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Christchurch Airport: Fighting fire with VR

By Sara Barker, Mon 6 May 2019
FYI, this story is more than a year old

Virtual reality has become an important training tool for firefighters at Christchurch airport – the first airport in the country to use custom-designed VR programmes with the help of its own team.

According to Christchurch Airport manager of airfield operations, Tim Morris, says firefighters are first responders to more than 500 emergencies on the airport grounds every year.

“That includes fires, rescues, alarm activations and hazardous material spills, medical emergencies and aircraft incidents,” Morris explains.  

“Our team trains every day to meet tough standards, and this new technology offers an extra component, enabling the firefighters to train for difficult situations they can’t always access, such as inside aircraft.”

He adds that investment into the airport fire service is also an investment in the airport itself, and for the safety of everyone on the airport grounds. He says that safety is ‘non-negotiable’.

Airport Fire Service manager, Chief Fire Officer Peter Moore, says all his firefighting teams have taken the VR training with very positive responses.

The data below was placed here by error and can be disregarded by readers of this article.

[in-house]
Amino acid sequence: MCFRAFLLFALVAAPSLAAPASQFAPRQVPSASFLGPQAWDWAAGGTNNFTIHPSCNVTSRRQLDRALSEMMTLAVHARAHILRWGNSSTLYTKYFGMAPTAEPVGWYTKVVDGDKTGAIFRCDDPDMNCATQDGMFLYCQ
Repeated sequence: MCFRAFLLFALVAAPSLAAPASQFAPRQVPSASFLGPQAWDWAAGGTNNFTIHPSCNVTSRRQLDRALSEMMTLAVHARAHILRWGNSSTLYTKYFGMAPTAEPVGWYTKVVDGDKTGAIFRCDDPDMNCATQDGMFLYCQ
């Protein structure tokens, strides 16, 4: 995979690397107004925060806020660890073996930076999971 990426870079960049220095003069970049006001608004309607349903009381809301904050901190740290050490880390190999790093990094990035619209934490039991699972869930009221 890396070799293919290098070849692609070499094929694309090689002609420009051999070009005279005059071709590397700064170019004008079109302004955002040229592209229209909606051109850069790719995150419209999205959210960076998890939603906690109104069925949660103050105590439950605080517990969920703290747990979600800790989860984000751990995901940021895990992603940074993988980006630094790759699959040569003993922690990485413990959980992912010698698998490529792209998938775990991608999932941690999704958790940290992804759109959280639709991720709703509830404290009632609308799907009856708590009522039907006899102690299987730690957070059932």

“VR replicates fire scenarios on a scale not possible in our training area, so it’s a valuable new tool,” he explains. 

“Our firefighters can use this training to prepare for an actual aircraft emergency, so when the time comes they will be in an environment they are familiar with and confident in. This VR training is an extra tool for our teams to become more familiar with aircraft systems and layout, and will further build muscle memory.”

Christchurch Airport’s manager of digital solutions and data technology, Art Martinson, says both local firefighters and the airport company developed the VR training.

“Our VR platform takes us from observation to immersion, so it’s the next generation of training and recruitment. We’ll continue to develop more simulations of real situations that are otherwise almost impossible to train for in real life,” says Martinson.

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